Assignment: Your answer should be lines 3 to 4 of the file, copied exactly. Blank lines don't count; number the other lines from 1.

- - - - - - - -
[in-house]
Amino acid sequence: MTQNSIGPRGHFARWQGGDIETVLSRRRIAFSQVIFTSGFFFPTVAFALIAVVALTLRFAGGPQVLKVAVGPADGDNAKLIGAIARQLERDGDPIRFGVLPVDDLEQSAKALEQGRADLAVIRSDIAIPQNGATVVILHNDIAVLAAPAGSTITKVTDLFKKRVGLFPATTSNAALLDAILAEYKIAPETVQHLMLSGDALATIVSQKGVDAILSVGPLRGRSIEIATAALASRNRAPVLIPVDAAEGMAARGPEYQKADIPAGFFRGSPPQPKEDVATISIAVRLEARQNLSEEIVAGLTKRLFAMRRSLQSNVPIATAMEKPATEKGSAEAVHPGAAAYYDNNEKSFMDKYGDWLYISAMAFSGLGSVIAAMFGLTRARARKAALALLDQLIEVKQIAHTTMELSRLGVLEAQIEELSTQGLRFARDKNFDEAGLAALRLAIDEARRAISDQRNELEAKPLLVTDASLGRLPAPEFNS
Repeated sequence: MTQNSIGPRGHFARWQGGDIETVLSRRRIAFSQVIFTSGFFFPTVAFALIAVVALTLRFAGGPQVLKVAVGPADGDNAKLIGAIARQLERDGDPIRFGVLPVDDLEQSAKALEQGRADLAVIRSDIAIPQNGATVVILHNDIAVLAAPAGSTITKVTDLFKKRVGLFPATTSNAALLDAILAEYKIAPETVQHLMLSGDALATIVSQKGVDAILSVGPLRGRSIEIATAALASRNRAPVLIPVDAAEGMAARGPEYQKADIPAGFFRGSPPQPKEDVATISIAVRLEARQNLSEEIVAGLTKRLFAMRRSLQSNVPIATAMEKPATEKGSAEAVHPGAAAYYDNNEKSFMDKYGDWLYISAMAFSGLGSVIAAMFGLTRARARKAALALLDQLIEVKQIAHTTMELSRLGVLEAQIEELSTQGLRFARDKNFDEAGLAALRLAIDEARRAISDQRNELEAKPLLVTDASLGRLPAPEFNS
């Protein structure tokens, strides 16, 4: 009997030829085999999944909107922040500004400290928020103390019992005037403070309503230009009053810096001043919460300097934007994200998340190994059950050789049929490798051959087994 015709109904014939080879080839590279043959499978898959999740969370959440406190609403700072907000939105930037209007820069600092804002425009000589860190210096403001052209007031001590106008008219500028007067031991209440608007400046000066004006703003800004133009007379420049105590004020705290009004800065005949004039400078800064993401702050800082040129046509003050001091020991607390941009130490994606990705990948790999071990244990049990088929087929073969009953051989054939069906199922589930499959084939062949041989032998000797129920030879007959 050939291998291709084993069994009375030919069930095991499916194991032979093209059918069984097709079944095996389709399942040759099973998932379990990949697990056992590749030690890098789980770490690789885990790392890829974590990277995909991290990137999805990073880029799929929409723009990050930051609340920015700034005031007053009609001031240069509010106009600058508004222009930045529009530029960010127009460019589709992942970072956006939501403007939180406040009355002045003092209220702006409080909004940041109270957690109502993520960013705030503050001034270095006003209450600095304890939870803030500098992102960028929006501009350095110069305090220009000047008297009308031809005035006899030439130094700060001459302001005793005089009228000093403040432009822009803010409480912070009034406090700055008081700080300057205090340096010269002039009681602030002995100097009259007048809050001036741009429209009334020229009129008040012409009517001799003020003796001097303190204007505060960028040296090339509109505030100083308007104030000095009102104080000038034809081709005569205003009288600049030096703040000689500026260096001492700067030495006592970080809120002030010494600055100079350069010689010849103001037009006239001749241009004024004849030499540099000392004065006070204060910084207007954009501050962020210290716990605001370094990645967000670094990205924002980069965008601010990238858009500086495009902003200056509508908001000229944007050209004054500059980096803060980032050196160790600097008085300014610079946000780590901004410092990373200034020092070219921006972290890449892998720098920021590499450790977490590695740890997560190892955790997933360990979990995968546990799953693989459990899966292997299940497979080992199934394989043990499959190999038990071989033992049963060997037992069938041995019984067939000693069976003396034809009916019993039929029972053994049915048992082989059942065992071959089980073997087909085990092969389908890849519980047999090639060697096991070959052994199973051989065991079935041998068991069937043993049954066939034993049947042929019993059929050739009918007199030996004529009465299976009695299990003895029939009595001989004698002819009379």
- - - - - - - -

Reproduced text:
Repeated sequence: MTQNSIGPRGHFARWQGGDIETVLSRRRIAFSQVIFTSGFFFPTVAFALIAVVALTLRFAGGPQVLKVAVGPADGDNAKLIGAIARQLERDGDPIRFGVLPVDDLEQSAKALEQGRADLAVIRSDIAIPQNGATVVILHNDIAVLAAPAGSTITKVTDLFKKRVGLFPATTSNAALLDAILAEYKIAPETVQHLMLSGDALATIVSQKGVDAILSVGPLRGRSIEIATAALASRNRAPVLIPVDAAEGMAARGPEYQKADIPAGFFRGSPPQPKEDVATISIAVRLEARQNLSEEIVAGLTKRLFAMRRSLQSNVPIATAMEKPATEKGSAEAVHPGAAAYYDNNEKSFMDKYGDWLYISAMAFSGLGSVIAAMFGLTRARARKAALALLDQLIEVKQIAHTTMELSRLGVLEAQIEELSTQGLRFARDKNFDEAGLAALRLAIDEARRAISDQRNELEAKPLLVTDASLGRLPAPEFNS
């Protein structure tokens, strides 16, 4: 009997030829085999999944909107922040500004400290928020103390019992005037403070309503230009009053810096001043919460300097934007994200998340190994059950050789049929490798051959087994 015709109904014939080879080839590279043959499978898959999740969370959440406190609403700072907000939105930037209007820069600092804002425009000589860190210096403001052209007031001590106008008219500028007067031991209440608007400046000066004006703003800004133009007379420049105590004020705290009004800065005949004039400078800064993401702050800082040129046509003050001091020991607390941009130490994606990705990948790999071990244990049990088929087929073969009953051989054939069906199922589930499959084939062949041989032998000797129920030879007959 050939291998291709084993069994009375030919069930095991499916194991032979093209059918069984097709079944095996389709399942040759099973998932379990990949697990056992590749030690890098789980770490690789885990790392890829974590990277995909991290990137999805990073880029799929929409723009990050930051609340920015700034005031007053009609001031240069509010106009600058508004222009930045529009530029960010127009460019589709992942970072956006939501403007939180406040009355002045003092209220702006409080909004940041109270957690109502993520960013705030503050001034270095006003209450600095304890939870803030500098992102960028929006501009350095110069305090220009000047008297009308031809005035006899030439130094700060001459302001005793005089009228000093403040432009822009803010409480912070009034406090700055008081700080300057205090340096010269002039009681602030002995100097009259007048809050001036741009429209009334020229009129008040012409009517001799003020003796001097303190204007505060960028040296090339509109505030100083308007104030000095009102104080000038034809081709005569205003009288600049030096703040000689500026260096001492700067030495006592970080809120002030010494600055100079350069010689010849103001037009006239001749241009004024004849030499540099000392004065006070204060910084207007954009501050962020210290716990605001370094990645967000670094990205924002980069965008601010990238858009500086495009902003200056509508908001000229944007050209004054500059980096803060980032050196160790600097008085300014610079946000780590901004410092990373200034020092070219921006972290890449892998720098920021590499450790977490590695740890997560190892955790997933360990979990995968546990799953693989459990899966292997299940497979080992199934394989043990499959190999038990071989033992049963060997037992069938041995019984067939000693069976003396034809009916019993039929029972053994049915048992082989059942065992071959089980073997087909085990092969389908890849519980047999090639060697096991070959052994199973051989065991079935041998068991069937043993049954066939034993049947042929019993059929050739009918007199030996004529009465299976009695299990003895029939009595001989004698002819009379």